Rare and Unusual Americana <br>From David M. Lesser
Freedom of the press is the issue in Rights of Corporations and Reporters… This is an 1857 account from South Carolina about Robert Gibbes, a newspaper editor ejected from a city meeting upon which he planned to report. Gibbes sued various public officials, winning $25 from the Mayor and 6 1/4 cents from the Chief of Police. Item 52. $450.
The South wasn’t the only place interested in secession in the 1860s. There was southern sympathy in New York City at the time, and Mayor Fernando Wood was such a sympathizer. In his Communication from His Honor the Mayor, Fernando Wood… in 1861, the mayor, saying dissolution of the federal government is inevitable, calls for the city’s secession from the state of New York. Neither movement was successful, but New York City would become the scene of draft riots later in the Civil War as its devotion to the Union cause was not always unshakable. Item 121. $250.
Increase Mather and his son, Cotton, may be most often associated with witches, but Mather, Senior, wrote one of the most important books on King Philip’s War. This retells the conflict between Massachusetts settlers and the Wampanoag Indians under Metacomet (aka King Philip) that resulted in enormous casualties to both sides. Mather’s A Brief History of the War with the Indians in New England… is a rare and important work of 17th century Americana. This is the London edition, printed the same year as the Boston first edition. Item 76. $16,500.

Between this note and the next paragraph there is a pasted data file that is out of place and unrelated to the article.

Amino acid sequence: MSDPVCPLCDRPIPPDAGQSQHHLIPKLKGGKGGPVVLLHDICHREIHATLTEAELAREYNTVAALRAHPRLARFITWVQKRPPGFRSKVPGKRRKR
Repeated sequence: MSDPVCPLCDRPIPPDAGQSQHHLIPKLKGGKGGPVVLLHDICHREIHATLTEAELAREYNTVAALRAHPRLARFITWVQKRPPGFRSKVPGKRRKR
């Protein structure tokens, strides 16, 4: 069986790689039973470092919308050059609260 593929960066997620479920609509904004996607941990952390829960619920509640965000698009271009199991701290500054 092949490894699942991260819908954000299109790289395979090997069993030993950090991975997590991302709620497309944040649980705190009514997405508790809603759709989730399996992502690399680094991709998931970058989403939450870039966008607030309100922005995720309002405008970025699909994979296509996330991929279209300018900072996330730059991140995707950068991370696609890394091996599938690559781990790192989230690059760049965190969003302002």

Item 109 is Friedrich von Steuben’s Regulations for the Order and Discipline of the Troops of the United States… published in 1794. These were actually prepared by von Steuben in 1779 at the low point of the American Revolution. It was the German immigrant and former Prussian military officer von Steuben who did much to shape General Washington’s troops at Valley Forge into a legitimate army. $750.
David M. Lesser’s Catalogue 900 is available at the following link: http://www.americanaexchange.com/collectors/newreport.asp?cid=89&R=0.